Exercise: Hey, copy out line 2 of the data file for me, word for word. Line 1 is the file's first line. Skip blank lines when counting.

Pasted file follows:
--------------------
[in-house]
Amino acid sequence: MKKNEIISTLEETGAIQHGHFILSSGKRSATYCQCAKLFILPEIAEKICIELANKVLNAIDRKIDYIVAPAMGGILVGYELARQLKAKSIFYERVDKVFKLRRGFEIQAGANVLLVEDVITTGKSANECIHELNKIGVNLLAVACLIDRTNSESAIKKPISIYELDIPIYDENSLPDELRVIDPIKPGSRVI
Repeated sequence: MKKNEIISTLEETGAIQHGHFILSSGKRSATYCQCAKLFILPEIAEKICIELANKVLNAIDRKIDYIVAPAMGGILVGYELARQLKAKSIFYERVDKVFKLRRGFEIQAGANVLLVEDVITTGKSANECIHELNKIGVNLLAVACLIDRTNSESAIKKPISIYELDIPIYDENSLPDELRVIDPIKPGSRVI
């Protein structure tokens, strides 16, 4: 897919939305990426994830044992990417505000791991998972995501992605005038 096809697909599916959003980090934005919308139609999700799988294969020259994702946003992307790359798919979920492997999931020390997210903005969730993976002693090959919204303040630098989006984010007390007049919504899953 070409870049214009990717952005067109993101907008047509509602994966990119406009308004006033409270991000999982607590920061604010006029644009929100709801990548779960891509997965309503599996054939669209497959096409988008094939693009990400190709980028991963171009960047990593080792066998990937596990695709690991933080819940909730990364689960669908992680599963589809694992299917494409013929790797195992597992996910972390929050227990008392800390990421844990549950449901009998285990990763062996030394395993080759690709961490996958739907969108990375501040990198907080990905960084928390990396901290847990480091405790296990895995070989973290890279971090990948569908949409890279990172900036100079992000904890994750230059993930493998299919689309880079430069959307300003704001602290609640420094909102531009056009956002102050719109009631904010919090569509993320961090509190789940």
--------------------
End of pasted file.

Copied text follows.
Amino acid sequence: MKKNEIISTLEETGAIQHGHFILSSGKRSATYCQCAKLFILPEIAEKICIELANKVLNAIDRKIDYIVAPAMGGILVGYELARQLKAKSIFYERVDKVFKLRRGFEIQAGANVLLVEDVITTGKSANECIHELNKIGVNLLAVACLIDRTNSESAIKKPISIYELDIPIYDENSLPDELRVIDPIKPGSRVI